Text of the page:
MACS: What do you see being distinctive about the Yukon filmmakers voice, if anything? Does the landscape, history, culture or lifestyle, or something else, have a significant bearing on the work that is produced there?

LK: The Yukon, in my experience, rewards strength of character. This place is demanding and challenging on all levels. The women who live here are incredibly strong and self-sufficient. And these qualities are reflected in their films.

MACS: Perhaps I’m mistaken, but I imagine the film industry is small and intimate in Dawson City. How well do northern filmmakers know each other and how much collaboration and cross-fertilization of creativity is there in such a place?

LK: The Yukon has a population of only about 30,000. The film community is small but quite well-knit. We all know each other and there is a lot of support, especially among the women. Many of us have taken workshops together, or been in the 48-Hour Film Competition or the 1-Minute Film Challenge.

Klondike Kalahari imageMACS: Tell us something about the two feature films you currently have in development: Based on a True Fantasy and Klondike Kalahari. What about these projects is unique or close to your heart? Your filmography is so diverse. Do you find yourself leaning more towards drama these days or does it depend upon the moment/project opportunities?

Image still from Midday Sun filmLK: I have always wanted to make feature films. I wrote and directed The Midday Sun in 1989, and I’ve been writing script since. Finally I’m close to shooting another – True Fantasy will go before camera this spring. Every year I try to make a film, even if it is short, and I like to work in every genre. The subject dictates whether it is experimental, dramatic, animated or documentary.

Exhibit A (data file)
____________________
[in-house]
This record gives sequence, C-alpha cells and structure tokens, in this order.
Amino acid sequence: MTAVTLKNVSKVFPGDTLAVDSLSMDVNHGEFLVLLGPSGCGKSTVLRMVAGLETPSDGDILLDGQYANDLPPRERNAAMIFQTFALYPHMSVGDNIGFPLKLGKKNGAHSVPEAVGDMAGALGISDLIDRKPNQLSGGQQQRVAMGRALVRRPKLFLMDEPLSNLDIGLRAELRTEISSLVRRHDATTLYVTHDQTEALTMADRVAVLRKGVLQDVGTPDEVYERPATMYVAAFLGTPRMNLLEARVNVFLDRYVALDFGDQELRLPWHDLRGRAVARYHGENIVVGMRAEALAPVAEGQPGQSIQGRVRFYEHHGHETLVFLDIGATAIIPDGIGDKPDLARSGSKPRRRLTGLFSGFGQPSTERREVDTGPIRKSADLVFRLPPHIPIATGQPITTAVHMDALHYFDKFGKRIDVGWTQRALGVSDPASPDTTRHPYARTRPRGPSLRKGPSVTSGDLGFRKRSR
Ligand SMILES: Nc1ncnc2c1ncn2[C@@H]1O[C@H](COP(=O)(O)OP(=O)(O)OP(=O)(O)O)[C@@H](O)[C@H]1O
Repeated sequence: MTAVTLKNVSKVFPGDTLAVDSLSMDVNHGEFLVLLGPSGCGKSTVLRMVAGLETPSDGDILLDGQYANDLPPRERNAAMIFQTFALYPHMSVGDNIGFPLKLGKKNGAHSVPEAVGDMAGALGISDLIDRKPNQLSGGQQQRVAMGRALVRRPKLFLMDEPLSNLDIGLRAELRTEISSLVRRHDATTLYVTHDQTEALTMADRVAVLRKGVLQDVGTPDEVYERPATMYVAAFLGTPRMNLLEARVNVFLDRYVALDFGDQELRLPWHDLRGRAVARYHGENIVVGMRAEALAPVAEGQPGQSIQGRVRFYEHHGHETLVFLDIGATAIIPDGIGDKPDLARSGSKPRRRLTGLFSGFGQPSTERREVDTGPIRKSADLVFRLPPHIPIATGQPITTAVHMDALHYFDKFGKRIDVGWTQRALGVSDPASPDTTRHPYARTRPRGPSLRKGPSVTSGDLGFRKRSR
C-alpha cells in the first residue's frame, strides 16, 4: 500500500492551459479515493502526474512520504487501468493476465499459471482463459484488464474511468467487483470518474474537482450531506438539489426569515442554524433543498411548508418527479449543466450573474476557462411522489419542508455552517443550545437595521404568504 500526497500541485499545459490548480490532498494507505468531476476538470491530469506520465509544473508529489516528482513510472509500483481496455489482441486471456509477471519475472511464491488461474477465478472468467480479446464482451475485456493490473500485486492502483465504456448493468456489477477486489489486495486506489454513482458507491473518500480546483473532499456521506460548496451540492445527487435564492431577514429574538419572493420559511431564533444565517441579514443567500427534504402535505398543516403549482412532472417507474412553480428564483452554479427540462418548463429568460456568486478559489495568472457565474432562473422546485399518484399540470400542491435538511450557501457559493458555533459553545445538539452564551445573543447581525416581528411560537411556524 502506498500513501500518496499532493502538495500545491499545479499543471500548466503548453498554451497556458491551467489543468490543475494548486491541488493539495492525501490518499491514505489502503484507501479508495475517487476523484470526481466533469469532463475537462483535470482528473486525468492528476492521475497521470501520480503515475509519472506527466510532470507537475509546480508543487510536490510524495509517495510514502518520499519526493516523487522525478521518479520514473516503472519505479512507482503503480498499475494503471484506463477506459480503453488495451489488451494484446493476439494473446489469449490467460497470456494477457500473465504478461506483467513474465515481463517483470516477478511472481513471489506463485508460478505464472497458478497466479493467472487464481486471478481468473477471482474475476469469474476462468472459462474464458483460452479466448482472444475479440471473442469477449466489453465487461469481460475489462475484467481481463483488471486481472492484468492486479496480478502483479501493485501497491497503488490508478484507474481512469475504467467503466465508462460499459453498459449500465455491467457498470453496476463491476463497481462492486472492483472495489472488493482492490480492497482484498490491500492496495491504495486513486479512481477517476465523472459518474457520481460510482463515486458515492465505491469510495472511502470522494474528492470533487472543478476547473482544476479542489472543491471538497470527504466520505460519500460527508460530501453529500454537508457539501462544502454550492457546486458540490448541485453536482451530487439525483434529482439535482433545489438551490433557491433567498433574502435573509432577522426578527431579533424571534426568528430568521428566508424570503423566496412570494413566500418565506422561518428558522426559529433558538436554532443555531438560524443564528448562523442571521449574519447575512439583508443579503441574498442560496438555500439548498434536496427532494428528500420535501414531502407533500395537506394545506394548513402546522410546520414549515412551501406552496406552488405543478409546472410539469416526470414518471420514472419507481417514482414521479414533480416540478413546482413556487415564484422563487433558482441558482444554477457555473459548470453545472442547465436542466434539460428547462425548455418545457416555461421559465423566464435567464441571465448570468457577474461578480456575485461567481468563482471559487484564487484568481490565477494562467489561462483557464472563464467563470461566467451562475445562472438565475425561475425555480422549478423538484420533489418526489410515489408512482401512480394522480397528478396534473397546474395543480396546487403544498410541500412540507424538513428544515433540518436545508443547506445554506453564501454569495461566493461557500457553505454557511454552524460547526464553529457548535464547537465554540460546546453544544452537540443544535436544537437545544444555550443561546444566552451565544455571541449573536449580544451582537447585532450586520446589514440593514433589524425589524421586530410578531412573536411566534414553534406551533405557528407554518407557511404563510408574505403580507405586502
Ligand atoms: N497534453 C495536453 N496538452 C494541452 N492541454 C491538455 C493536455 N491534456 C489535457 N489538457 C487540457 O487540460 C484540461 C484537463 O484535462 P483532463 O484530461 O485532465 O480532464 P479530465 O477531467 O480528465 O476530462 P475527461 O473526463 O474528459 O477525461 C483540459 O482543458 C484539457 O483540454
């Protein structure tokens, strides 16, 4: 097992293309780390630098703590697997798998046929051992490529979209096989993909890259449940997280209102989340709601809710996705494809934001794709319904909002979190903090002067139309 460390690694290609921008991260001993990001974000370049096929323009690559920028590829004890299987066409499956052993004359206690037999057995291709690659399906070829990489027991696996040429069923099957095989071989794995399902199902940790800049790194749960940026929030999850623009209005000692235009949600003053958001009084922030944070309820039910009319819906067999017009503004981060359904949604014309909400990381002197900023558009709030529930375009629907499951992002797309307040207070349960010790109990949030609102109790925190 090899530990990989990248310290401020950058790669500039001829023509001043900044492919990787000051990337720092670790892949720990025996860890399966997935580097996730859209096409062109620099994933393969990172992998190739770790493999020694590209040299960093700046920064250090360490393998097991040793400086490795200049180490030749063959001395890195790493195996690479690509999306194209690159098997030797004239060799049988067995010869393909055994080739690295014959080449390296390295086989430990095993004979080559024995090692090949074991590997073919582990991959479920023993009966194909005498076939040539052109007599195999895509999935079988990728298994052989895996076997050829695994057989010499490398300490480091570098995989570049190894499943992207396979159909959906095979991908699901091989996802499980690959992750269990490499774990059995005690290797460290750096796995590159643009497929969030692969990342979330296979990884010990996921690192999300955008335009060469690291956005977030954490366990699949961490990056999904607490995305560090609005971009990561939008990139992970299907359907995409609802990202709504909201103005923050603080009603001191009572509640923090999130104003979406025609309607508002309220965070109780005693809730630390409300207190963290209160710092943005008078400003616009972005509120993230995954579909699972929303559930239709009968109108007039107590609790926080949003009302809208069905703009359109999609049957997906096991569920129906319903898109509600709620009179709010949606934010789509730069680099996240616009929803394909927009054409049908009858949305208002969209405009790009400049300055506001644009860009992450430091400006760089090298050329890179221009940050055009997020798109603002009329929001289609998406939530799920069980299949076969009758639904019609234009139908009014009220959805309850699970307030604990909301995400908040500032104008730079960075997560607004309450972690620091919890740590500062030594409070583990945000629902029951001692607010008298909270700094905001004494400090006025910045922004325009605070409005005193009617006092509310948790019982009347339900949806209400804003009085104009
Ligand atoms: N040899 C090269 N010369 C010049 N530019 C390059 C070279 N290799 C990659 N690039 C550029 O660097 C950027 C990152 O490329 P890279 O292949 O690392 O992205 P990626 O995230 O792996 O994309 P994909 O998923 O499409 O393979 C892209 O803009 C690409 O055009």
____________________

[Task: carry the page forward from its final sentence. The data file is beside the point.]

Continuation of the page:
MACS: Lulu, thank you so much for taking the time to answer a few questions for our members, fans and readers. We look forward to meeting you at the festival on March 9th, and to seeing the great lineup of Yukon short films awaiting us there.

Pitch Session Venue: Milano Espresso Lounge

Milano Espresso Lounge

Exterior Milano Espresso Lounge
Exterior Milano Espresso Lounge

I had an opportunity this week to check out the venue for the Festival Pitch Sessions scheduled for Friday, March 9th from 2 to 4pm. For details see this post. Milano Espresso Lounge, 36 Powell Street in Gastown, has generously offered their stylish space to the festival to host these pitch sessions. Sign up now to reserve your pitch sessions. WIFTV Members $10 + hst | Regular Rate $15 + hst.

As a fan of a traditional Roman espresso roast, I can report that the Americano and apple pastry I enjoyed while there were top notch.
VWIFF Pitch Sessions venue
VWIFF Pitch Sessions venue
Whether your taste runs to espresso, drip or French press, you will find a brew to suit you, along with a delicious assortment of pastries and snacks both decadent and healthful, or a to-order fresh charcuterie plate that will remind you of your last (or next) trip to the continent.

Go to the Milano website for a full description of the unique approach to roasting, blending and serving coffee that owner Brian Turko believes sets his coffee apart from, and above, the norm.

The following is excerpted from their website.

The Milano Difference

Milano Espresso Lounge

“The Milano taste was developed from a century of artisanship in the Italian coffee tradition. This distinguished taste comes from the skill of the torrefazzioni – a secret method roasting and blending, closely guarded, personally taught, and handed down generation to generation. Our lineage of Musetti, Curatolo, and now Turko brings the family owned and operated Casa Torrefazione (house roaster and blender) into the twenty-first century.

Coffee cup and Pitching bookThe miscela, or blend, is at the heart of our taste. While many attempt it, there are very few outside of Italy that can masterfully balance and harmonize 100% Arabica coffee into 9-10-11 (or even 12) bean blends. This is extremely rare in the coffee industry and we offer this to the coffee lover as an experience that sets Milano Coffee apart.”